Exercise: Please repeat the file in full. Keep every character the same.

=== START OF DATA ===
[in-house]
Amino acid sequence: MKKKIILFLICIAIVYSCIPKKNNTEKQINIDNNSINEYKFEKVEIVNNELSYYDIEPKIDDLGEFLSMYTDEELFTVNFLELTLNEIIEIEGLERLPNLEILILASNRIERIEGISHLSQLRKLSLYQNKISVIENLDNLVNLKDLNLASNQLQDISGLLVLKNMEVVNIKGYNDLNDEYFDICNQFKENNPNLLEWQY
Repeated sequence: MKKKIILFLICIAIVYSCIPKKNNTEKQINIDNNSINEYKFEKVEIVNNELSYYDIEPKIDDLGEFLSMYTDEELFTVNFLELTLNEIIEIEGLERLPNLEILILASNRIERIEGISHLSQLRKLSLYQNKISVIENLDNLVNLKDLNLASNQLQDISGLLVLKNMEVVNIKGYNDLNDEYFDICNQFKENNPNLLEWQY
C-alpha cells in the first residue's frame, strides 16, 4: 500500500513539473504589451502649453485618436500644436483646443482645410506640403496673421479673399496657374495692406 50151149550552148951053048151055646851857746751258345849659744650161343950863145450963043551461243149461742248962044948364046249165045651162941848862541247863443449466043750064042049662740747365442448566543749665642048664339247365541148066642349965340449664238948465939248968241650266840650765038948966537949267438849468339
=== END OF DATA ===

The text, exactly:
[in-house]
Amino acid sequence: MKKKIILFLICIAIVYSCIPKKNNTEKQINIDNNSINEYKFEKVEIVNNELSYYDIEPKIDDLGEFLSMYTDEELFTVNFLELTLNEIIEIEGLERLPNLEILILASNRIERIEGISHLSQLRKLSLYQNKISVIENLDNLVNLKDLNLASNQLQDISGLLVLKNMEVVNIKGYNDLNDEYFDICNQFKENNPNLLEWQY
Repeated sequence: MKKKIILFLICIAIVYSCIPKKNNTEKQINIDNNSINEYKFEKVEIVNNELSYYDIEPKIDDLGEFLSMYTDEELFTVNFLELTLNEIIEIEGLERLPNLEILILASNRIERIEGISHLSQLRKLSLYQNKISVIENLDNLVNLKDLNLASNQLQDISGLLVLKNMEVVNIKGYNDLNDEYFDICNQFKENNPNLLEWQY
C-alpha cells in the first residue's frame, strides 16, 4: 500500500513539473504589451502649453485618436500644436483646443482645410506640403496673421479673399496657374495692406 50151149550552148951053048151055646851857746751258345849659744650161343950863145450963043551461243149461742248962044948364046249165045651162941848862541247863443449466043750064042049662740747365442448566543749665642048664339247365541148066642349965340449664238948465939248968241650266840650765038948966537949267438849468339